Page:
"Piloto natural," wisecracked the pilot, as El Periodisto handled the Cessna through some interesting thermals rising from the Sonoran desert floor and causing mild cabin excitement above the mountains on the approach to Nogales. (Stay cool, FAA, the hands of El Piloto were only inches from the controls.) El Piloto was an old hand at flying in Mexico. He knew other areas, other airstrips, paved and unpaved. We flew twice over the unpaved strip at Desemboque on the day of our departure from Prescott, but it was hard to read, even from a low pass. If we could land, it would save a six-hour round trip by van from Bahia Kino. It didn't look good.

The next day, in the van, the young cochero from the Prescott College marine ecology station had to squeeze past a truckload of federales on the dirt road into the coastal village. The starched-khaki troops and the rumpled gringos made that tenuous eye contact one makes when one does not want trouble, or even to bother with trouble. Both vehicles continued in their opposite directions. El Tratante said, "No doubt they heard of our fly-over yesterday, and were checking to see if contrabandistas were around."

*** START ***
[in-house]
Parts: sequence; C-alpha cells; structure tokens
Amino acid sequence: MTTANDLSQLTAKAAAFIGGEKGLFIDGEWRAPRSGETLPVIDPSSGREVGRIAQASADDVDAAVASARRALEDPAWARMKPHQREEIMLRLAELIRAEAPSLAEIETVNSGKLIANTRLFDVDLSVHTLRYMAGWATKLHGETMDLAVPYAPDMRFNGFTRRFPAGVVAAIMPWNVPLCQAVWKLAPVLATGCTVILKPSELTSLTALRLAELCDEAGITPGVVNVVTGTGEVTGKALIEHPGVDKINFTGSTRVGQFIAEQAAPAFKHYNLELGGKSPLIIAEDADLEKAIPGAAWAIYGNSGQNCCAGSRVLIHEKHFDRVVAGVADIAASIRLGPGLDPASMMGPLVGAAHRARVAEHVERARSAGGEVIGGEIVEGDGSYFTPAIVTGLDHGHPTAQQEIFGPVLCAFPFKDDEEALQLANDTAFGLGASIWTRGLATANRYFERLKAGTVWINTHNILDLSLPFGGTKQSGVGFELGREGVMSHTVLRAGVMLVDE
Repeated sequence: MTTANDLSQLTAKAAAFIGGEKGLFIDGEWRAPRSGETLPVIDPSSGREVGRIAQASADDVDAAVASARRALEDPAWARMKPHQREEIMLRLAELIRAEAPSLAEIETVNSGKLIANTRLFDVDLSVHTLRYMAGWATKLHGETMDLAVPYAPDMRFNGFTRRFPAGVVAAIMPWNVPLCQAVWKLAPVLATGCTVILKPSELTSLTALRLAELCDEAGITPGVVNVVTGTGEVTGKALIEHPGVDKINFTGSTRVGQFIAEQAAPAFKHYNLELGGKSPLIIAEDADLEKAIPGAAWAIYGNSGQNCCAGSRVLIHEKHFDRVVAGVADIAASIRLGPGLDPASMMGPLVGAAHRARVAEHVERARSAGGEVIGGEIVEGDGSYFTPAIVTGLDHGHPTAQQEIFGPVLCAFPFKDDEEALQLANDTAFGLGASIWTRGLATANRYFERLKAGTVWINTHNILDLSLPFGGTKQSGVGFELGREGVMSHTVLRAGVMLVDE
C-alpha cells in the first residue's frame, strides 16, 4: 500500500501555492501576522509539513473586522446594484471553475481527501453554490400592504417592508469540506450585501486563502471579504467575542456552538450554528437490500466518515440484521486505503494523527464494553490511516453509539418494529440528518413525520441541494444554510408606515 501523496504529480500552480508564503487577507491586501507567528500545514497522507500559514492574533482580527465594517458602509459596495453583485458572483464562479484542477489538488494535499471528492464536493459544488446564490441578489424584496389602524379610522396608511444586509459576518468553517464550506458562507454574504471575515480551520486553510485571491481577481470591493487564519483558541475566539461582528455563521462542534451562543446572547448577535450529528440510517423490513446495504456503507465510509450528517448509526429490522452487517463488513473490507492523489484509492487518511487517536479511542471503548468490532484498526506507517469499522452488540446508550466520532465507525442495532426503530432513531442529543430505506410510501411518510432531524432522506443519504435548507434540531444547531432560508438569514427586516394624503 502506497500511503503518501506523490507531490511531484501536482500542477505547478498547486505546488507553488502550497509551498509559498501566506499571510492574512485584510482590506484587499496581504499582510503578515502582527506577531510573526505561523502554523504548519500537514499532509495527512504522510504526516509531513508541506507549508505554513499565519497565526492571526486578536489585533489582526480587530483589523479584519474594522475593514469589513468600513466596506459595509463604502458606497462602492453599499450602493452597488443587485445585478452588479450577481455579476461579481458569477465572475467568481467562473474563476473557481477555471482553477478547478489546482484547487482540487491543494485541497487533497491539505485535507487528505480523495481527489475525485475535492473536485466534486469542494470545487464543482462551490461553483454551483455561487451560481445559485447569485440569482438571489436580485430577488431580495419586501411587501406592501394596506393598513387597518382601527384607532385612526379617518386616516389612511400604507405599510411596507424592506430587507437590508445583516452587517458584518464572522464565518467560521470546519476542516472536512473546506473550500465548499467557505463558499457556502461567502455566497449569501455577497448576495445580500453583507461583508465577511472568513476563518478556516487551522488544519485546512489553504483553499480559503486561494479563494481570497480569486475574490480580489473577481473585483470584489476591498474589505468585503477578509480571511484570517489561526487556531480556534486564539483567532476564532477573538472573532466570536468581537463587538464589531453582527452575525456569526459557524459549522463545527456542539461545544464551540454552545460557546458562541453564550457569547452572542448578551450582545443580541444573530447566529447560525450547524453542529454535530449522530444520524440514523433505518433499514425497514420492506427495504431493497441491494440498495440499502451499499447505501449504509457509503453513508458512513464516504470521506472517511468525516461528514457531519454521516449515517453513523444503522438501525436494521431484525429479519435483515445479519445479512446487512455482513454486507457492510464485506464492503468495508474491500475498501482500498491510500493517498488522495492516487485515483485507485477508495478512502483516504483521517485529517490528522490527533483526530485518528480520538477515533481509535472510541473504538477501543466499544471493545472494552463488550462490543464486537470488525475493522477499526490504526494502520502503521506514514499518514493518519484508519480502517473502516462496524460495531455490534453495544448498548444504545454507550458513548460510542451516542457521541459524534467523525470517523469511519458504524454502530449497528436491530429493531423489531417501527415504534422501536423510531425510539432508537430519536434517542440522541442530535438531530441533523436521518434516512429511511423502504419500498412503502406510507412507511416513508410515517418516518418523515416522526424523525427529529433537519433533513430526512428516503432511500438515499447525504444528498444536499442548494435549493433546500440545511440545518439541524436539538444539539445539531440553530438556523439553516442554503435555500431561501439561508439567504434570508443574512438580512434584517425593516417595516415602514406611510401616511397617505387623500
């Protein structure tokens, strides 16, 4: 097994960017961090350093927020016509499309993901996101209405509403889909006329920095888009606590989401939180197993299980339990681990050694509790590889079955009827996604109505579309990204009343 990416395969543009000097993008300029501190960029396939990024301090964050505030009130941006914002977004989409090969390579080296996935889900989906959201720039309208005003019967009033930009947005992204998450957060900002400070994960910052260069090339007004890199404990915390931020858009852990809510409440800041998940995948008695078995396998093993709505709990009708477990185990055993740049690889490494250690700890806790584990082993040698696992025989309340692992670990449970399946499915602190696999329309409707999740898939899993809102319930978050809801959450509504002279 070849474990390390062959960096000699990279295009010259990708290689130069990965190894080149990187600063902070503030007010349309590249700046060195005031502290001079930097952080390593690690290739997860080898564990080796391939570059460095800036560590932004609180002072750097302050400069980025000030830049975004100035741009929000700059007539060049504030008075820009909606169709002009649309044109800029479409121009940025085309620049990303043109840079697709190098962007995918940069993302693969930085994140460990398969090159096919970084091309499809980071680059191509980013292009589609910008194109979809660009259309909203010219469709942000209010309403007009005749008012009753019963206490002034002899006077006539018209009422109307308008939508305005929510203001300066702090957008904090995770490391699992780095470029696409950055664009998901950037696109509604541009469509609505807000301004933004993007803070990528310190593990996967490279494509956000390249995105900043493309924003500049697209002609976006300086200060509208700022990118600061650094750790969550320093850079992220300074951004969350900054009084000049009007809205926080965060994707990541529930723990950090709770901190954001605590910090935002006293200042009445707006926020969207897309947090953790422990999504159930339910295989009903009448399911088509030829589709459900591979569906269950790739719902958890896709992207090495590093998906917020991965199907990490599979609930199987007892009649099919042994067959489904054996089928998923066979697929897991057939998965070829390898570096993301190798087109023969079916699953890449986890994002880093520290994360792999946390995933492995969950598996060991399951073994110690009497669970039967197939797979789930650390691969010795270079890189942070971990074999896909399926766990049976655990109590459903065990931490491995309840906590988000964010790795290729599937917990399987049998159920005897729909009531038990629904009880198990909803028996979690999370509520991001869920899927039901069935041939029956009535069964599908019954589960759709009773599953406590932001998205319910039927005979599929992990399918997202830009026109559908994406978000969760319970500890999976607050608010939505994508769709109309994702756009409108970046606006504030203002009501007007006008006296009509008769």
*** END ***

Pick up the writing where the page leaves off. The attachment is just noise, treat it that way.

The Seri Project, the effort to bring a little-known native group of the Greater Southwest to the Prescott Indian Art Market at Sharlot Hall Museum, July 8 and 9, began with an earlier column on the Seri that was basically the Yavapai College lecture notes of El Periodisto (this columnist). At the conclusion of that column, the question was asked, "Would anyone like to help?" And in response, El Piloto called up and said "I'll fly you," and El Tratante stepped up and said "I'll guide you." And here we are. We're close. The Seri are coming. A bit more help is needed, particularly with expenses related to hosting them. So, that question again. The phone number for the Seri Project is 445-3122. Ask for El Periodisto. Or if that is too much of a mouthful, ask for El Director.

(Richard S. Sims is director of Sharlot Hall Museum).